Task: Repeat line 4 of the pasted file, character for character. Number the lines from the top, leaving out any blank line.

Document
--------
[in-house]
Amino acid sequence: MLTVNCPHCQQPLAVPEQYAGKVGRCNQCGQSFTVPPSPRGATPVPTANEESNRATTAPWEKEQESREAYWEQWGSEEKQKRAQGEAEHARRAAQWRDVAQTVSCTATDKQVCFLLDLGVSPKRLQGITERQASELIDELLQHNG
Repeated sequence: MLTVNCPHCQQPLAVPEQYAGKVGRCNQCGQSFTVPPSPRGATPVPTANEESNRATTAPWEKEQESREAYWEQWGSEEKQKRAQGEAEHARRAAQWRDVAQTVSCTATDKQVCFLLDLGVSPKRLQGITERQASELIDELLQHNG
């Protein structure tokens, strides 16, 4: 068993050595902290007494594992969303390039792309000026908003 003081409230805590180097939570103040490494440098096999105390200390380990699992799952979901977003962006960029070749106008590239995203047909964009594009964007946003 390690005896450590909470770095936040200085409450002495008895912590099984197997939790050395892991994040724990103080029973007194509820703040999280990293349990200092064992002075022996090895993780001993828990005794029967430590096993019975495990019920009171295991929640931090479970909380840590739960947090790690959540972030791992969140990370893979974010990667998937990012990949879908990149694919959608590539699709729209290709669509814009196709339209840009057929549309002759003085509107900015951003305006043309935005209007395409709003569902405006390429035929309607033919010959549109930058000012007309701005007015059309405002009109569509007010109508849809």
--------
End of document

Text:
């Protein structure tokens, strides 16, 4: 068993050595902290007494594992969303390039792309000026908003 003081409230805590180097939570103040490494440098096999105390200390380990699992799952979901977003962006960029070749106008590239995203047909964009594009964007946003 390690005896450590909470770095936040200085409450002495008895912590099984197997939790050395892991994040724990103080029973007194509820703040999280990293349990200092064992002075022996090895993780001993828990005794029967430590096993019975495990019920009171295991929640931090479970909380840590739960947090790690959540972030791992969140990370893979974010990667998937990012990949879908990149694919959608590539699709729209290709669509814009196709339209840009057929549309002759003085509107900015951003305006043309935005209007395409709003569902405006390429035929309607033919010959549109930058000012007309701005007015059309405002009109569509007010109508849809």